The greater the investment in R&D, the more risk there is in other companies leveraging their product development on the back of your hard work. Apart from protection, patents open up broad licensing and freedom-to-operate opportunities. In 2010 Samsung concluded cross-licensing agreements with IBM and Intellectual Ventures, paving the way for freedom-to-operate and licenses with Nanosys and Unidyme to acquire new LCD technologies.

How to avoid rousing the patent dragon

With IP litigation increasing, it is extremely important to ensure that the technology you incorporate into your product, the design work you use and the name you choose do not infringe anyone else’s rights. Third party rights can be searched by patent and trade mark attorneys by what is known as a freedom-to-operate search or by reviewing competitors’ products for intellectual property markings, such as patent numbers. By identifying potential infringement issues during the design stage, product designs that carry a high risk of liability can be weeded out.

One particularly important point to bear in mind for manufacturing companies is that if you are using third party manufactured components in your products, the supply contract includes a warrant that your use of the component will not infringe third party rights. Patent infringement should also be carefully avoided because in addition to the cost, time and energy involved in defending a patent suit, the patent owner will often also have the right to sue your customer. This of course can be very destructive to business relationships.

How should I respond to patent trolls?

As part of Apple’s competitive approach, it has recently, according to VentureBeat, cross-licensed patents to Digitude Innovations allowing that company to sue companies such as RIM, HTC, LG, Motorola, Samsung, Song, Amazon and Nokia for patent infringement. This strategy cleverly immunises Apple from patent infringement suits by VentureBeat in respect of that company’s own IP and sources auxiliary attacks on its rivals.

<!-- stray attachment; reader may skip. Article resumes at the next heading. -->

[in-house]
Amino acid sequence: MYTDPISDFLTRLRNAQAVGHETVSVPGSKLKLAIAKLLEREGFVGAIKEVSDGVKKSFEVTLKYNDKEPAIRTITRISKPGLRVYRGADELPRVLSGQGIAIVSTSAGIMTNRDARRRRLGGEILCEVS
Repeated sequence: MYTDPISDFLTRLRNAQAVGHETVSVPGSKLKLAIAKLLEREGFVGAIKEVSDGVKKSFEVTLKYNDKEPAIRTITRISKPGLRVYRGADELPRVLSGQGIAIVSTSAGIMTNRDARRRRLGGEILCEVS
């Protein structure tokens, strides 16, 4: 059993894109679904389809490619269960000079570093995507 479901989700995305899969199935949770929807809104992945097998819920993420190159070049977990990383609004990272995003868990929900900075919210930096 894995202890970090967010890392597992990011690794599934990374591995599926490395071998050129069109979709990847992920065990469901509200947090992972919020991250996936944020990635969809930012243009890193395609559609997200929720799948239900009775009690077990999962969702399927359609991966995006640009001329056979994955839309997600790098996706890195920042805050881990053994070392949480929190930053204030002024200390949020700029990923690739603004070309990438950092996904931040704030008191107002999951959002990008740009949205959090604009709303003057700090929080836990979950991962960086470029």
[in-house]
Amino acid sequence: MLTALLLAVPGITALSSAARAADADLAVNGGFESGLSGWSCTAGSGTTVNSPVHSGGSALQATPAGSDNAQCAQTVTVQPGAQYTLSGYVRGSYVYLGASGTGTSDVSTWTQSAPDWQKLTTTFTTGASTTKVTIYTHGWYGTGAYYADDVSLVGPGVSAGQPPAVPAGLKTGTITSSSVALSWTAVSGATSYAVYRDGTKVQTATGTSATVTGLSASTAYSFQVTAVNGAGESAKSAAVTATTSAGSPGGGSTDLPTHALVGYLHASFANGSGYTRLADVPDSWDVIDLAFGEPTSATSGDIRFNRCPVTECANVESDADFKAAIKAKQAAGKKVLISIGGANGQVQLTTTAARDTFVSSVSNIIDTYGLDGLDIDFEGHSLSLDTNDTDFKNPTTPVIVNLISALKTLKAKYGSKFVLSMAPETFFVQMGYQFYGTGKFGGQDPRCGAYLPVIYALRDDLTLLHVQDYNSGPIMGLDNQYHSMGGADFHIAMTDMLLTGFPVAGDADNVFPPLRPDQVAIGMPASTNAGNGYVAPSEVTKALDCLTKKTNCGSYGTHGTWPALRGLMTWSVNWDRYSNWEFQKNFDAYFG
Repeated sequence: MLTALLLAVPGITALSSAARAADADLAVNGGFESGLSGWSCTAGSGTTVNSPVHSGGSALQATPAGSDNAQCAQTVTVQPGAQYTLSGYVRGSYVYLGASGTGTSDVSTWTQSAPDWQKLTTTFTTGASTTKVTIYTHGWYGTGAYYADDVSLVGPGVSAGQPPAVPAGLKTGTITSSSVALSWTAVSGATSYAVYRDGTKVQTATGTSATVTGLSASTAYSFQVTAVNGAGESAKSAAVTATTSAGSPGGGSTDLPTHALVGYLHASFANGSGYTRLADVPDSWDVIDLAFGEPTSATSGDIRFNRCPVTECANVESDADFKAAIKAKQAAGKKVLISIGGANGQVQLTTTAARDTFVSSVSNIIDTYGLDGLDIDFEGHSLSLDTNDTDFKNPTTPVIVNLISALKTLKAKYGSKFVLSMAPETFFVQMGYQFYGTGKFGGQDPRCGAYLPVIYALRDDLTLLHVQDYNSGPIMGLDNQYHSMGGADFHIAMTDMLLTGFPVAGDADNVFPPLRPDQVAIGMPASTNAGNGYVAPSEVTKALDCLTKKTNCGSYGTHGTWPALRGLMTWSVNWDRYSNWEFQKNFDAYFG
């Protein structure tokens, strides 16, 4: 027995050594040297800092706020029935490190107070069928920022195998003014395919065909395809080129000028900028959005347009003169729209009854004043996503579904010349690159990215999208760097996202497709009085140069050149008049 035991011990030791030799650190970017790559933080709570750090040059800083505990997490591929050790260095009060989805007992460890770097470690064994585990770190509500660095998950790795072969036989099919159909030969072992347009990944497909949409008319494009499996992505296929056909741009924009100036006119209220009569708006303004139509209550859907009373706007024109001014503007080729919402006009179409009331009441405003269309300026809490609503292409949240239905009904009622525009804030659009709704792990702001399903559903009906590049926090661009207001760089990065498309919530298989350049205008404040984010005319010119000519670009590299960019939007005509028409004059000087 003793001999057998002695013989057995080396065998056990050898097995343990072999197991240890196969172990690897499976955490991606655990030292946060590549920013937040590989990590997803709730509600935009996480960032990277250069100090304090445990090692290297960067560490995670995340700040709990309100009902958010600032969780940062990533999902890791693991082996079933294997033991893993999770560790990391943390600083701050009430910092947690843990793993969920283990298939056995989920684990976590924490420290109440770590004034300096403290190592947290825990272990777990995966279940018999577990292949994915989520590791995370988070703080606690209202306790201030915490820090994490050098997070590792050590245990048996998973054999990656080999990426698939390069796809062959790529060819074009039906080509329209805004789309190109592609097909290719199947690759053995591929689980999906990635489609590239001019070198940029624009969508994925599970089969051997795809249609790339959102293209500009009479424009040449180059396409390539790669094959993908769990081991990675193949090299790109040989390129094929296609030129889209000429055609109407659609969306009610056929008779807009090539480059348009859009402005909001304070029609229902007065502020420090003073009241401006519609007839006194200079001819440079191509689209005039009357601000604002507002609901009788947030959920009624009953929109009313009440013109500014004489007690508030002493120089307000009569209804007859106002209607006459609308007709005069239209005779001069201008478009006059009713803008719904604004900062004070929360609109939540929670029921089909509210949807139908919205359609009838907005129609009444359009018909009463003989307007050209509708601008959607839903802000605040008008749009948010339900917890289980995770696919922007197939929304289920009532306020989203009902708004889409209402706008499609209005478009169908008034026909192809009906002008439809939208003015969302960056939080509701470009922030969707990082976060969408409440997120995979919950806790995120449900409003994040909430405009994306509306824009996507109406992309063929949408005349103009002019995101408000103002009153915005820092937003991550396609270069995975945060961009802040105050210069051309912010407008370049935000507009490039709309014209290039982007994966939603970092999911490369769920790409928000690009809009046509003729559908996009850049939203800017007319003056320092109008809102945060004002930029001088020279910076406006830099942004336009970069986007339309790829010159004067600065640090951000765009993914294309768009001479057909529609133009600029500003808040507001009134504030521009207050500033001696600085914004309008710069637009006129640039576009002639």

Patent trolls (companies that file or acquire patents for the sole purpose of profiteering through suing or threatening to sue other companies for patent infringement) are an ongoing danger to small technology development companies, particularly software and electronics companies. In the last few years, patent trolls have been increasingly turning their attention to small businesses, seeking relatively small amounts from large numbers of companies. If a patent troll can get a number of small businesses to roll over they generate the funds required for patent litigation and have a licensing rate set that they can use in such proceedings. When a small business is faced with the decision to fight or retreat across the golden bridge by paying a relatively small amount of money, most businesses just pay.

If you are facing a cease and desist letter, it is likely others are sweating over it too. Why not have a chat to friendly competitors? It’s easier to fight a troll in an alliance with aggregated resources.

–Chris Baxter is Principal at Baxter IP Patent Attorneys.